After a hectic day at work, I go outside to take my dog for a walk. Ambling around the neighborhood in our usual circle, an irritated voice pulls me out of my thoughts. Although the voice is not very loud at first, I have a sense that it’s meant for me. I locate the source—a lady yelling down at me from the third story of our neighboring condo building.
I slowly realize what is going on. She is reprimanding me and telling me to pick up after my dog if I’m going to walk on “their lawn”. Surprised and speechless, I simply hold up the bag full of doggie-poo that I had scooped up just moments before. She barely yells “thanks” before slamming the window and closing the drapes.
I immediately start to feel violated. I was too shocked to even defend myself. My mind races with all of the things I want to run and tell this lady. From “of course I clean up after my dog” to “I always follow the rules at our condo” to “how dare you yell from your window and accuse an innocent person of something like that?” I get all worked up in about 45 seconds flat.
It’s just a silly little neighborhood misunderstanding. But in my mind, I have the right to walk my dog without being falsely accused. I start condemning her attitude and her actions.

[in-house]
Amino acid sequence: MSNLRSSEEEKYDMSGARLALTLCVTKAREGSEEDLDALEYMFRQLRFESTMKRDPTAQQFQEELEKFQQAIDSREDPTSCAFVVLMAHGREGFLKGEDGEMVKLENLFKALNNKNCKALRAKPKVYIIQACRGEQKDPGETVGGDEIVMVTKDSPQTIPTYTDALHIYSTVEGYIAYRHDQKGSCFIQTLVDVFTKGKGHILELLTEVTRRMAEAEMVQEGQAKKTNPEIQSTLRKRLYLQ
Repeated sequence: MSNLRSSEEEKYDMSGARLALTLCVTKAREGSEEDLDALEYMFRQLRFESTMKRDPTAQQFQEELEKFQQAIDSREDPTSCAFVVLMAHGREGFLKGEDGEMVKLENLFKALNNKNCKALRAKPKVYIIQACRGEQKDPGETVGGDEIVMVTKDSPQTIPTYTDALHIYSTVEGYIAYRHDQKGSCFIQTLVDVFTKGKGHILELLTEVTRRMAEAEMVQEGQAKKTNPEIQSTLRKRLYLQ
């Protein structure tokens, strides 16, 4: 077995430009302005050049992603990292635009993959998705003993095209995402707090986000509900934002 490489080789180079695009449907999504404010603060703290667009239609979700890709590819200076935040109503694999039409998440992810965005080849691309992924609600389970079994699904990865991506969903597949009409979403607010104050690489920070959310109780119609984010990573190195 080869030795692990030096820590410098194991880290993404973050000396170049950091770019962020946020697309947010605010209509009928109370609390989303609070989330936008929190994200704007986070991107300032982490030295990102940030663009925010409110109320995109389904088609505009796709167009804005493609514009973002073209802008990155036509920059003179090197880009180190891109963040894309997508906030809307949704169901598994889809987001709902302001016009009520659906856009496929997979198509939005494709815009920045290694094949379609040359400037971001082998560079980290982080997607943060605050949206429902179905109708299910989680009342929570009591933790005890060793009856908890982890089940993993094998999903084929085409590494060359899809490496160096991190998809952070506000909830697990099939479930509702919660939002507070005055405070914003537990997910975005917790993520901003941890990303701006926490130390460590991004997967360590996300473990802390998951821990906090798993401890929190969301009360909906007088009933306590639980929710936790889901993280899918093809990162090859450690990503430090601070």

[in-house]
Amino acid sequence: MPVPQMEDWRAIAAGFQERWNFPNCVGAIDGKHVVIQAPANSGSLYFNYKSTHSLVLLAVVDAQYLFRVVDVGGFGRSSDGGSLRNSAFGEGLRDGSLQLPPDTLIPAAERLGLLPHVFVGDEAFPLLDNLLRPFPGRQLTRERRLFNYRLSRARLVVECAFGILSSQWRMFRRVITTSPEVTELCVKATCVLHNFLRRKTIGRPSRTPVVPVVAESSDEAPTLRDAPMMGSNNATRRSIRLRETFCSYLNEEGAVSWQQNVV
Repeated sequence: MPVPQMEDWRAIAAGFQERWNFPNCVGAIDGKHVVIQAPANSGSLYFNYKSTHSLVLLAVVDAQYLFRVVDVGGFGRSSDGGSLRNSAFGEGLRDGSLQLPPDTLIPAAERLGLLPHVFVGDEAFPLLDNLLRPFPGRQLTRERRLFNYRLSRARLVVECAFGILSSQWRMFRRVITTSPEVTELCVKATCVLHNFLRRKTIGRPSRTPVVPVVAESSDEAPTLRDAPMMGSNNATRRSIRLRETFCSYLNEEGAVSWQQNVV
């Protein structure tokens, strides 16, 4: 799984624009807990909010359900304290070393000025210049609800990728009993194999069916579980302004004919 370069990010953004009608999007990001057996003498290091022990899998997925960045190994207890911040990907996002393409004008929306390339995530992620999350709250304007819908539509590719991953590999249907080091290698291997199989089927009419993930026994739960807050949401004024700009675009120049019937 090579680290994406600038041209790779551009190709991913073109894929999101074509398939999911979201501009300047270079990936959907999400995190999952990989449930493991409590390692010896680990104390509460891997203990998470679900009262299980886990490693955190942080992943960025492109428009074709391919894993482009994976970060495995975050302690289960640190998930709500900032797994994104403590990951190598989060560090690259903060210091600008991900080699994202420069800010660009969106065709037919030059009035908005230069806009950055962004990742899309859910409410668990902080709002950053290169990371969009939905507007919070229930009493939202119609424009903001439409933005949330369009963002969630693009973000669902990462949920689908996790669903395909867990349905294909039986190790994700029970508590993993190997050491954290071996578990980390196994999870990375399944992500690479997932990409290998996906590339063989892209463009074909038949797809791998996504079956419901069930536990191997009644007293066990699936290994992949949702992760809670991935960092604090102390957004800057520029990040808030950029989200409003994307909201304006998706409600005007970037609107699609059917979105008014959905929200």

In instances such as this, I still act like the unmerciful servant that Jesus introduces in Matthew 18. You know the guy. He owes the king a crazy amount of money, an amount that he could not work off in a lifetime. He falls on his knees and begs the king for more time, for an opportunity to pay back what he owes. The king takes pity on him and cancels his debt entirely. The king shows mercy even though the servant doesn’t deserve it. And then the servant struts out of the palace and grabs the first guy he sees—one who owes him a small amount of money. This debtor also begs for mercy yet the servant has him thrown into prison.
I read this story and initially think the servant is such an idiot. The guy’s debt was just cancelled by a merciful king and he immediately turns around and sends a fellow servant to jail for a tiny amount of money. How could he be so hard-hearted? And then I realize the truth. I am that idiot.
I am the one who has been forgiven much, but I still turn around and condemn others. I think that I have a right to be treated fairly. I don’t deserve to be falsely accused. But . . .
Jesus wasn’t treated fairly.
He was falsely accused.
He willingly sacrificed his life to pay my debt.
And he whispers in my ear, “Show her grace because I have shown you grace”.
4 responses to “Extending Grace Part 1 – When I Am Falsely Accused”
Loving this series already 🙂
I have these moments a lot.
I am that idiot too!
Annie sent me!
This takes ALOT of grace. Thank you for being an example in this area. It is so easy to get irate when you are falsely accused, b/c we feel like we have the “right”. When it comes down to it, being a Christian means you have relinquished your “rights” to Christ and His will. Good stuff.
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